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MATRIX MANAGEMENT

How many studios will follow Warner’s direct-to-streaming strategy in 2021?

dune warnermedia
Warner Bros.
We’re entering a new world for movies.
  • Adam Epstein
By Adam Epstein

Entertainment reporter

WarnerMedia sent shockwaves through the film world yesterday when it announced all of its 2021 films will be simultaneously released in theaters and on HBO Max. That means subscribers to the streaming service will be able to watch potential blockbusters like Godzilla vs. Kong, Matrix 4, and Dune from the comfort and convenience of their couches on the same day those films debut in theaters.

In a statement, WarnerMedia executives claimed the move will be a one-off decision for 2021, as it’s still unclear if or when theaters will be able to return to something resembling normal operation next year. But it unsurprisingly has consumers and observers speculating this portends the future of movies even after the pandemic—that the theatrical experience is on its last legs and the other major Hollywood studios will soon follow suit with streaming-first distribution strategies.

That’s not necessarily the case. WarnerMedia’s decision is specifically designed to provide a boost to HBO Max after the service’s lackluster US launch in May. HBO Max has not only struggled to penetrate the cultural conversation (though some recent series have shown promise), but it has also even been slow to transition existing HBO TV customers—who can get HBO Max for free—to the new platform. Free and easy home access to films that were originally going to head only to theaters, like In the Heights and the long-awaited Space Jam sequel, will probably change that.

WarnerMedia CEO Jason Kilar told Recode the move was mostly driven by the ongoing pandemic, but he also said HBO Max “will benefit materially from this decision.” The company has a number of constituencies to please—consumers, theater chains, investors—and also has a business to run. It’s making a wager that, for 2021, it is more important to throw the average consumer a bone (and elevate HBO Max in the process) than it is to invest in its relationship with the theaters. Other studios won’t make the same calculation.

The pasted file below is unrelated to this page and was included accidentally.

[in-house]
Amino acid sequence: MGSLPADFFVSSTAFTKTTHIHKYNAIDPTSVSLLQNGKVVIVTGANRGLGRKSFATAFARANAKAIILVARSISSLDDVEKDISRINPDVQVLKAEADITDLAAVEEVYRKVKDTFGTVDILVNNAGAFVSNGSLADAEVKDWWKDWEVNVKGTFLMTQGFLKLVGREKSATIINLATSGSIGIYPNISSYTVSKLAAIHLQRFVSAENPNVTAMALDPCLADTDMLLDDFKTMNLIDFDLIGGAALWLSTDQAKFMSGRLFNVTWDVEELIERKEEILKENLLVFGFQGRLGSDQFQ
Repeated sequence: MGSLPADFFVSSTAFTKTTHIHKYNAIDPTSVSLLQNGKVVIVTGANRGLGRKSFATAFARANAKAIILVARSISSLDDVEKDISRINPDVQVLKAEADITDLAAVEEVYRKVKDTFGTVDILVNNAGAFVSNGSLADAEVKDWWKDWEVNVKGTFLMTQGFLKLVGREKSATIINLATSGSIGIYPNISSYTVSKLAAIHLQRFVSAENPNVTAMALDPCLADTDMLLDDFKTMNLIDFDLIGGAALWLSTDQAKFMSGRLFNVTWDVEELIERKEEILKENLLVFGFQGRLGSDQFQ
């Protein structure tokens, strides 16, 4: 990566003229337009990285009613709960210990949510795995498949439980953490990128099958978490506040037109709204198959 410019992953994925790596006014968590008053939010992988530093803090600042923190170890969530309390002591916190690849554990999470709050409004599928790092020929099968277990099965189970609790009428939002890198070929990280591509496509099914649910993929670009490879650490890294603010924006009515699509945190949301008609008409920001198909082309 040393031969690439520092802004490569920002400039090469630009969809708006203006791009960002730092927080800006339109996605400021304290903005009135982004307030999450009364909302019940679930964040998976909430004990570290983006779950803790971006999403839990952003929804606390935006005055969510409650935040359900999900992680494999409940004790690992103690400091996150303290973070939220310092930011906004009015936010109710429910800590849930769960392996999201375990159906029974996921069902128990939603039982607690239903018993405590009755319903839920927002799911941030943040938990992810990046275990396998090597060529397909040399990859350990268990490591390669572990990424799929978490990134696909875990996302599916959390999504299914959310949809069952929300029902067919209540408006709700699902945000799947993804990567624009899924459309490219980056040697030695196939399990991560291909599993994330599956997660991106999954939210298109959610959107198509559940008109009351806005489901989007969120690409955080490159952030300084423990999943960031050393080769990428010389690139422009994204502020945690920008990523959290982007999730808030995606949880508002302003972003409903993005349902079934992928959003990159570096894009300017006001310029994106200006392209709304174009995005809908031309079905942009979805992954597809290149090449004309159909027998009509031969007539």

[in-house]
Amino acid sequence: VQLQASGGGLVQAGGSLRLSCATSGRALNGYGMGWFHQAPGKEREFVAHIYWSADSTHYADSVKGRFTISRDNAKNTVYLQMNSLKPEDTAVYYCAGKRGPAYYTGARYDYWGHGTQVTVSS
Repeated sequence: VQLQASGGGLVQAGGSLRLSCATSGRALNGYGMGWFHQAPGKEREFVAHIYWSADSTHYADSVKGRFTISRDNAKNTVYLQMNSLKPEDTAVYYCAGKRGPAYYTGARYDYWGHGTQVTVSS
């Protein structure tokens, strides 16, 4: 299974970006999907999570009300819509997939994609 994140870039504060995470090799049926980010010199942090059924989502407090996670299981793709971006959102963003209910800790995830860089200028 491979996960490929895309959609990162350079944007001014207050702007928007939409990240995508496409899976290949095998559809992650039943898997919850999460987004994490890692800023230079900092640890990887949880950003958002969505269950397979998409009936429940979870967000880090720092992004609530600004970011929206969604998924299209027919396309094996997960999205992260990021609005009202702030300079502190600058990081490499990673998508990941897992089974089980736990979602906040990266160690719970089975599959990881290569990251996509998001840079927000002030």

Disney, for instance, may not need that same stimulus to its streaming service, Disney+, which is already wildly successful in the US and beyond. So not only does Disney have less motivation to bolster its service—but it would also stand to lose a lot more international box office revenue than WarnerMedia will, because Disney+ is available on several continents. WarnerMedia is still only available in the US. Everyone outside the US will still have to watch the studio’s movies in theaters next year. In a normal year, about two thirds of the total global box office revenue comes from outside the US.

And Universal, which just signed deals with two of the world’s biggest theater chains to shorten the amount of time movies play in theaters before they can be rented at home, likely won’t want to suddenly renege on those historic negotiations. Universal was the studio most prescient in postponing virtually all of its 2020 films into next year, so it clearly values the theatrical model. While it does have its own new streaming service in NBCUniversal’s Peacock, which launched in the US in July to moderate success, it doesn’t appear to agree with WarnerMedia that boosting its streaming ambitions is worth all the lost potential box office revenue.

Next year, other studios certainly will release some of their movies online or on video rental services, instead of or in addition to in theaters. While there is optimism a vaccine will allow moviegoers to return to theaters in the second half of the year, studios need to have other options ready. But WarnerMedia’s wider strategic shift for 2021 is not one that will likely be replicated by the whole of Hollywood.

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